writelog ("    " + $ldifoutput)
            writelog ("    Exported directory object to file: " + $fileName)

            # Save any explicit permissions
            $explicitPerms = Get-MailPublicFolder $proxyObject.Properties.distinguishedName[0] | Get-ADPermission | `
                WHERE { $_.IsInherited -eq $false -and (!($_.User.ToString().StartsWith("NT AUTHORITY"))) }

            # Save group memberships
            # We need to do this from a GC to make sure we get them all
            $memberOf = ([ADSI]("GC://" + $proxyObject.Properties.distinguishedName[0])).Properties.memberOf
           
            # Delete the current directory object
            # For some reason Parent comes back as a string in Powershell, so
            # we have to go bind to the parent.
            $parent = [ADSI]($proxyObject.Parent.Replace("LDAP://", ("LDAP://" + $DC + "/")))
            if ($parent.Path -eq $null)
            {
                $parent = [ADSI]($proxyObject.Parent)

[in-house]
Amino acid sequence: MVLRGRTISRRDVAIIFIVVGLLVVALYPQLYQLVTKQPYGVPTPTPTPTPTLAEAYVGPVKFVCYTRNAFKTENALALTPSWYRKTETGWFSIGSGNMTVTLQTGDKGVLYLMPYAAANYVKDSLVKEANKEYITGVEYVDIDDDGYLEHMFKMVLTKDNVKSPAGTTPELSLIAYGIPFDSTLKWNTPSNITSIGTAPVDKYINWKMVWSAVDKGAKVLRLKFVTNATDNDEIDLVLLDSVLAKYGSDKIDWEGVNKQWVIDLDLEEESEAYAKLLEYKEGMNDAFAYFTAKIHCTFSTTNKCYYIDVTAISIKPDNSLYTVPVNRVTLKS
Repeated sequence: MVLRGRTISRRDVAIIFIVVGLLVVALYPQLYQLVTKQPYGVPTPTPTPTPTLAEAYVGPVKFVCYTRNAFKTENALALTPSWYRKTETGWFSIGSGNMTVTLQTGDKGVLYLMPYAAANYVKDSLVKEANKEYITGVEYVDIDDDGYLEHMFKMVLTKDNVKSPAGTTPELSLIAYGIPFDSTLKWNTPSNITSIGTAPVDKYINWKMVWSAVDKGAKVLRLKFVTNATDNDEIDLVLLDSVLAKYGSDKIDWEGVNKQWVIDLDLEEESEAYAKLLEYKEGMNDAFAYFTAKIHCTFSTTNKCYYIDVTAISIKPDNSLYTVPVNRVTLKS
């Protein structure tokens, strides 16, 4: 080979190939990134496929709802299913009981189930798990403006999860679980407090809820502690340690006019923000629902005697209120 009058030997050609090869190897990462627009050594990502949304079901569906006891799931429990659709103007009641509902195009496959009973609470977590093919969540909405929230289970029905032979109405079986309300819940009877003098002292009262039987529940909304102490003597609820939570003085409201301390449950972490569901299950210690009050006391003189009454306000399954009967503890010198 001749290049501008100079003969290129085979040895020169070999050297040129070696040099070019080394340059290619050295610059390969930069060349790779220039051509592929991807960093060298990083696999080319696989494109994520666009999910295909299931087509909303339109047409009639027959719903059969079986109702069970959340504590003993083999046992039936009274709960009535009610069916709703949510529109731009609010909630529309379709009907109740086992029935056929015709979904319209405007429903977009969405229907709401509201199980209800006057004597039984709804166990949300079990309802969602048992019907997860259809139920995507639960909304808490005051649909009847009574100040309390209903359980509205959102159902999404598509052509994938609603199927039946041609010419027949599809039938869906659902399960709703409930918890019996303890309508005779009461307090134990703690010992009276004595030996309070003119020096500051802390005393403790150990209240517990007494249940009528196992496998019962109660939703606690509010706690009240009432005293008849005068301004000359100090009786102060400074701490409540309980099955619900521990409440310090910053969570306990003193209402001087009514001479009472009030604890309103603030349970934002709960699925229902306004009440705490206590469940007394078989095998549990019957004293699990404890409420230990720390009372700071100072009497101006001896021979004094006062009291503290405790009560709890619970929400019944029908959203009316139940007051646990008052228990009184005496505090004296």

}
           
            if ($parent.Path -eq $null)
            {
                $proxyObject.Parent
                writelog ("Skipping folder because bind to parent container failed: " + $folderPath)
                continue
            }
           
            $parent.Children.Remove($proxyObject)
            writelog ("    Deleted old directory object.")
           
            # Mail-enable the folder
            Enable-MailPublicFolder $folderPath -Server $ExchangeServer
            writelog ("    Mail-enabled the folder.")
           
            # Disable the email address policy and set the addresses.
            # Because we just deleted the directory object a few seconds ago, it's
            # possible that that change has not replicated everywhere yet. If the
            # Exchange server still sees the object, setting the email addresses will